New Jersey's Recreational Cannabis Program May Be 'A Wreck' But A Few Companies Could Emerge As Winners

In the most recent November elections, fully 67% of New Jersey's adult voters came out to say yes to legalize cannabis.

The new cannabis law, signed by Governor Phil Murphy in February, had a deadline of Aug. 21 for the New Jersey Cannabis Regulatory Commission to create its rules and regulations. The commission complied.

However, out of the state's 565 municipalities, several have chosen not to allow the creation of recreational cannabis program. These municipalities, however, hold the right to change their decision in the future and jump in to create recreational programs.

Cantor Fitzgerald analyst Pablo Zuanic shared his “Brief thoughts on the coming New Jersey rec (or is it wreck?) program” in his Tuesday note.

“We fear New Jersey may not live up to expectations, at least initially,” Zuanic began.

New Jersey's cannabis sales are expected to start on Feb. 15 at the latest, according to an announcement from state regulators.

Lethargic Start 

Referring to the NJ state cannabis commission as being “far from nimble,” approval of new license applications will be slow, said Zuanic, adding that the main concern is not only a sluggish start but a low number of shops. “Only eight stores for a population of 9 million, plus ‘visitors’ from Pennsylvania, Connecticut and New York.”

As a comparison, Zuanic looked at Arizona, population 7 million, which had 70 stores up and ready to sell adult-use cannabis on the first day of the program. And despite that, the “long lines made TV headlines.”

We fear a 'hiking' trip to the Berkshires in western Massachusetts may be more time efficient (and healthier) than standing in line for hours in one of those eight New Jersey towns come February,” Zuanic pointed out.

TerrAscend Gets Exclusivity In Two Places

There are several publicly traded cannabis operators positively positioned for the new cannabis program in New Jersey, such as AYR Wellness (OTCQX: AYRWF) and Verano Holdings (OTCQX: VRNOF), Zuanic noted. Both companies hold two of the 10 licenses for medical marijuana operations in the state. Of the other eight, six are publicly traded - Acreage Holdings ACRHFAscend Wellness AAWHCuraleaf CURLFGreen Thumb GTBIFTerrAscend TRSSF and Columbia Care CHWTF.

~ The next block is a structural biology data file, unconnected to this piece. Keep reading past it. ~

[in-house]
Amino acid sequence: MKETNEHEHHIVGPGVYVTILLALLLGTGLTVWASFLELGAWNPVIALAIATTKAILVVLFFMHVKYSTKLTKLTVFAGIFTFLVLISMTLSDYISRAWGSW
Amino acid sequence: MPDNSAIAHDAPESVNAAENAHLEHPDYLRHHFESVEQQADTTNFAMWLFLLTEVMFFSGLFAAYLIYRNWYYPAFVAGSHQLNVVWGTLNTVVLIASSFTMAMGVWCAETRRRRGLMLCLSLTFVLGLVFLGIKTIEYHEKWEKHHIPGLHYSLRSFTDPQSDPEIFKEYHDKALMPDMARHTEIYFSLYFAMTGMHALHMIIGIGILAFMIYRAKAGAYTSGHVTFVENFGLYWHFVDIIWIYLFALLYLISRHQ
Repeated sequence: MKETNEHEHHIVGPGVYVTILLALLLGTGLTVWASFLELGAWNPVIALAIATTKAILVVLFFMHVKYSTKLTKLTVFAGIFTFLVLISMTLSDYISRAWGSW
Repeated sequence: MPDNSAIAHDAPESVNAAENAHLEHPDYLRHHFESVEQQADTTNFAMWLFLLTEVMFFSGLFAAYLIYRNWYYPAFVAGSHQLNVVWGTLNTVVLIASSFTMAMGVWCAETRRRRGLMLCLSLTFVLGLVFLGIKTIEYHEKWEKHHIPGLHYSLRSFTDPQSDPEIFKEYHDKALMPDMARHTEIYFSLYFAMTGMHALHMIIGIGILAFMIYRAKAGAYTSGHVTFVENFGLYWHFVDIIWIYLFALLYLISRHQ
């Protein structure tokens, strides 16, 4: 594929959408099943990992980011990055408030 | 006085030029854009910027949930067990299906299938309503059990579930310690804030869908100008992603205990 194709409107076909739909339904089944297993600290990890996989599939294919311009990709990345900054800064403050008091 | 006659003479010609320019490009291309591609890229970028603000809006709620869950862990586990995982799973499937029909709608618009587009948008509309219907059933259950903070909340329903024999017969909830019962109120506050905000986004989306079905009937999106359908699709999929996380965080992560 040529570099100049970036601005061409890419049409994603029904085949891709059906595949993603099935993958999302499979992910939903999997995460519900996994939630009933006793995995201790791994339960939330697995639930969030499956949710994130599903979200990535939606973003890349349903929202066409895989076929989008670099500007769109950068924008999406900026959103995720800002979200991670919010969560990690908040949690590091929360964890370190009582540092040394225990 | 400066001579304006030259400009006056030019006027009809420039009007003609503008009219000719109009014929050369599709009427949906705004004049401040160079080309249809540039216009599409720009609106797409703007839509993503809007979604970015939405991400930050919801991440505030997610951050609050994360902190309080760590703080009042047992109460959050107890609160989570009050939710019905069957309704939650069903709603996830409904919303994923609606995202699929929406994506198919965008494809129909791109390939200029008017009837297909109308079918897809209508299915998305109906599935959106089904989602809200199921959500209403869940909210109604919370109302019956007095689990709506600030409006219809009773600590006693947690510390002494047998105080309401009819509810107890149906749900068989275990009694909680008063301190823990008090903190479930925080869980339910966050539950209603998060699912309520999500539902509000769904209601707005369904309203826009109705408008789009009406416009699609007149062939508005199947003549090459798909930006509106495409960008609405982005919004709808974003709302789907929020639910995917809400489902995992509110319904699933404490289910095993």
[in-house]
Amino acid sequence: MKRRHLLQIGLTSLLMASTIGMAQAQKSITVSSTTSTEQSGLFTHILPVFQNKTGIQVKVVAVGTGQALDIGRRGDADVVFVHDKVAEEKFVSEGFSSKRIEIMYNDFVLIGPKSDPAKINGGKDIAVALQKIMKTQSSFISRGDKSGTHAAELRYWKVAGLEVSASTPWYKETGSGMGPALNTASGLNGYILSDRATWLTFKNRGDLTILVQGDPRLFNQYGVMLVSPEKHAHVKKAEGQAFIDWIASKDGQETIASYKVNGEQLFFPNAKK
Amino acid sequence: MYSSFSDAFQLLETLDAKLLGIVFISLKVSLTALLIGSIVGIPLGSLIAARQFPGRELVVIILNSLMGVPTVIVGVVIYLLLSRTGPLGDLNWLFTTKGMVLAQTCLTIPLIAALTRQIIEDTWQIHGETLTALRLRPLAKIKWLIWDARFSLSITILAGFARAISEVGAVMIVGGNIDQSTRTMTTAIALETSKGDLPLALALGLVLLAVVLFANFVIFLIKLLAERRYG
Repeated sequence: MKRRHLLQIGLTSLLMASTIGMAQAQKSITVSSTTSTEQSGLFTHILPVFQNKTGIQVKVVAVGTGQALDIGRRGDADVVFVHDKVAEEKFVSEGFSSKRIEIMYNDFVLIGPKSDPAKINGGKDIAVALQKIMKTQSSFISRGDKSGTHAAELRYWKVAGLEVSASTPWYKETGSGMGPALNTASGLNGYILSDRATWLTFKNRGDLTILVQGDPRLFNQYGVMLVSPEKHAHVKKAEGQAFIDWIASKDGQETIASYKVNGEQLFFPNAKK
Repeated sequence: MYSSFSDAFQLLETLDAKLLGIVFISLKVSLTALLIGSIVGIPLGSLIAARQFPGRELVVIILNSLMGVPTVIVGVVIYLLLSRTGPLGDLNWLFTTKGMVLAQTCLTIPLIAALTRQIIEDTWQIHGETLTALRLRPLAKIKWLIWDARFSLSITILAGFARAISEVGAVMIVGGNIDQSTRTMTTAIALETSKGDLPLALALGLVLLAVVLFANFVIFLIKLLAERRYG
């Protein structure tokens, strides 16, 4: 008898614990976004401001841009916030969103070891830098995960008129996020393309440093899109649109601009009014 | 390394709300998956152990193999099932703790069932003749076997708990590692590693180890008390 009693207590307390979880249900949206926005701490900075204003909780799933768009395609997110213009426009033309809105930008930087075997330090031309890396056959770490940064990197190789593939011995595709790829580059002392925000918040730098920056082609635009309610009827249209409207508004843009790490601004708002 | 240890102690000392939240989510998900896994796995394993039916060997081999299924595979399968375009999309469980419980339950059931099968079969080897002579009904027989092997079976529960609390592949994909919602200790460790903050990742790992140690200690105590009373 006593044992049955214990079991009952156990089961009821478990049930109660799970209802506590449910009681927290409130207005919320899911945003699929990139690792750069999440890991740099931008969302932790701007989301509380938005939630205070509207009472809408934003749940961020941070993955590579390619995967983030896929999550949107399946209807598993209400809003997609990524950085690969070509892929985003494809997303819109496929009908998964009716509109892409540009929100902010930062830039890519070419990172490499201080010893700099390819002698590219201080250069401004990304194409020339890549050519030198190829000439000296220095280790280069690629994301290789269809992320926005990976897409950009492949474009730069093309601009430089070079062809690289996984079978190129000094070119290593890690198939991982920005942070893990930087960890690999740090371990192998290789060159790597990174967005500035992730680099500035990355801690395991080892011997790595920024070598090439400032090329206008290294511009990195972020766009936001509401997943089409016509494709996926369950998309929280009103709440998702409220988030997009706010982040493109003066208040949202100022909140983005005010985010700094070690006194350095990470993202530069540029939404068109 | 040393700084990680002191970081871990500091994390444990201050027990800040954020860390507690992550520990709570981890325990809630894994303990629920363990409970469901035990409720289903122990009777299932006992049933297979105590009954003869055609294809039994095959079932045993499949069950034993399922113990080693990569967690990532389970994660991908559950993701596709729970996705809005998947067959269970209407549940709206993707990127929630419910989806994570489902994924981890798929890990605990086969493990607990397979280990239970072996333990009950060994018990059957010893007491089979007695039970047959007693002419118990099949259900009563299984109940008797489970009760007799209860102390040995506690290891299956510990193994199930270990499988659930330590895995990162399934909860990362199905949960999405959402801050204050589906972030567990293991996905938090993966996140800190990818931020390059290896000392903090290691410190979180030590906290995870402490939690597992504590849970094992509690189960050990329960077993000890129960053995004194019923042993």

What gives Ayr Wellness and Verano a competitive advantage? They have three stores each in areas where the state recreational cannabis program has been approved.

To make things more complicated comes the exclusivity some cannabis operators have obtained due to the rules set. For example, in Phillipsburg, the town council chose to opt out and ban all future recreational stores, though it would allow the existing alternative care center (ATC) to sell both medical and adult-use cannabis, explained Zuanic.

The ATC in Phillipsburg is owned by TerrAscend, which in this manner would be granted exclusivity in this town. The same thing is happening in the township of Maplewood, added the analyst.  

“We understand these types of decisions may eventually be challenged in court, and on the surface also seem contrary to what the New Jersey Cannabis Regulatory Commission (CRC) is trying to accomplish regarding social equity participation. Yes, the CRC gives towns the right to opt out, but does it give them the right to offer exclusivity to certain operators?” Zuanic asked.

Photo: Courtesy of Manisha Raghunath on Unsplash

Posted In: Cantor FitzgeraldNew Jersey CannabisPablo ZuanicPhil MurphyCannabisNewsMarkets

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